The Department of Land and Natural Resources is planning to construct two water tanks on Mauna Kea to help combat brush fires on the mountain’s slopes, including land designated as palila habitat.
“The project will substantially improve fire protection in this important habitat and recreation area,” a final environmental assessment, issued last week with a finding of no significant impact, said. “What makes fire potentially devastating in the Kaohe Game Management Area and adjacent areas is the value of the existing habitat. The intact mamane/naio forest, valued and protected by ancient Hawaiians, 19th century ranchers, territorial foresters and current wildlife agencies, is in the crosshairs of wildfire. Of particular concern is that the area is the last refuge of the critically endangered palila, the lone surviving finch-billed honeycreeper found in the main Hawaiian Islands.”
DLNR is under federal orders to protect the palila and its habitat, which is currently limited to elevations on Mauna Kea above 6,000 feet. More than 95 percent of the bird’s population is on the mountain’s southwest slope.
The U.S. Fish and Wildlife Service will provide funding for the $250,000 project, which will build water tanks on two sites. The sites are located off Road 1, one about half a mile above the Kilohana Hunter Check-in Station and the other 700 feet south of Puu Laau, the environmental assessment said. Each site will have a covered, 40,000 gallon holding tank for water obtained from trucks or catchment. Pipes will run water to a smaller, open diptank, which helicopters can access with a dip bucket during fires.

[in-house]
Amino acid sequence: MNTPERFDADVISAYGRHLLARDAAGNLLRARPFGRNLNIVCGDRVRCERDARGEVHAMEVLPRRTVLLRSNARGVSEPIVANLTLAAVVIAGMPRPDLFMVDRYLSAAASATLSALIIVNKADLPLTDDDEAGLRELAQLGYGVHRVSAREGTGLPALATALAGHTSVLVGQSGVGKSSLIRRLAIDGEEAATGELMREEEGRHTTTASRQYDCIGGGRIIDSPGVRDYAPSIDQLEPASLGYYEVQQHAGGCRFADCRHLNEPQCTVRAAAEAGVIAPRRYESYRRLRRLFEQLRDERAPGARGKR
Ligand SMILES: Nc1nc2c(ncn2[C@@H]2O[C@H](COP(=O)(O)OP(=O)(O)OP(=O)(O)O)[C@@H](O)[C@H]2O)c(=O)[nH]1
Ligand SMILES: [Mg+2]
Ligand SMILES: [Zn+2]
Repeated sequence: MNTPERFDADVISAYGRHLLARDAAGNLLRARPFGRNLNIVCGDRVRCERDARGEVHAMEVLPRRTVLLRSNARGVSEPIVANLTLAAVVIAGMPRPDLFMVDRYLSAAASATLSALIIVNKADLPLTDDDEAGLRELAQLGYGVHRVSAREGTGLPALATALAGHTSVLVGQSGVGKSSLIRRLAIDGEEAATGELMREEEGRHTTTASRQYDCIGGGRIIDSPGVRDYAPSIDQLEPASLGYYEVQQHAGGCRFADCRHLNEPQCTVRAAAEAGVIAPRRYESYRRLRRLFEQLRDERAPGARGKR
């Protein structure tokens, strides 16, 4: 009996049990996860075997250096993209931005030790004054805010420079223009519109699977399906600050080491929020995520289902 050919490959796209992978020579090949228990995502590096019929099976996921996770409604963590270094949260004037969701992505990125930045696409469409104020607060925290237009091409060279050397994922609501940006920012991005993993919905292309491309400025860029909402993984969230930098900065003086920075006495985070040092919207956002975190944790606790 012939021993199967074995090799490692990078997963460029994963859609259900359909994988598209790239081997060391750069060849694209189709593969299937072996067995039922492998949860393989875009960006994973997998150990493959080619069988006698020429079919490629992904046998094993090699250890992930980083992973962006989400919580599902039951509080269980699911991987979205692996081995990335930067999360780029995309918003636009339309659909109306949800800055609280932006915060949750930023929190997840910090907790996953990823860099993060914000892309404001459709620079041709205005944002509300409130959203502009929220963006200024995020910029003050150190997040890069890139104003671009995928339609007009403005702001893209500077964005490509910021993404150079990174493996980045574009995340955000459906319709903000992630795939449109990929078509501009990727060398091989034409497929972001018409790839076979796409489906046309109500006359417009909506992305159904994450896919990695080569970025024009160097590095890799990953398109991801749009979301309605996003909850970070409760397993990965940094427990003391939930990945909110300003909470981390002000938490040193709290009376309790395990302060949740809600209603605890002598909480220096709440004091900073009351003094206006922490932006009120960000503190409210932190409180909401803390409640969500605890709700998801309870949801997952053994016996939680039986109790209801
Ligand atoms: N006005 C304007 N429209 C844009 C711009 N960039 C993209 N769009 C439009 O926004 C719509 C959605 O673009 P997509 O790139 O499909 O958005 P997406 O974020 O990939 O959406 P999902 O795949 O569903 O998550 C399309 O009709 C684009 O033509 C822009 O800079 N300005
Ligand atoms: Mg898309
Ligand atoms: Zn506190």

The next closest diptanks now available are at Pohakuloa Training Area and are 3 to 10 miles away. DLNR’s Division of Forestry and Wildlife officials said 2 miles or less is the optimal distance from a fire diptank to the fire.
In all, the project will disturb less than half an acre of land, and that land has already been developed, the document said. DLNR’s State Historic Preservation Division said the site has no cultural or historical properties that would be affected by the water tank project. No threatened or endangered plant species were found in the area, DLNR said, and the timing of construction would be done in a way that minimizes impacts to threatened or endangered animals.
The project also will not affect hunting, off-road vehicle use or birding, the environmental assessment said.
Maps of wildfires in the area show that between 1954 and 2005, most of the nonbare lava surface between Waimea and Puuwaawaa has burned, much of it multiple times, the document said. In 2011, 1,200 acres burned east of Mauna Kea State Park.
More water coverage is coming for the region, the environmental assessment said. The Federal Emergency Management Agency has awarded a grant to the Hawaii Wildfire Management Organization to build more fire diptanks in the Puuanahulu and Waikoloa areas. Pohakuloa Training Area is planning more fire diptanks, too.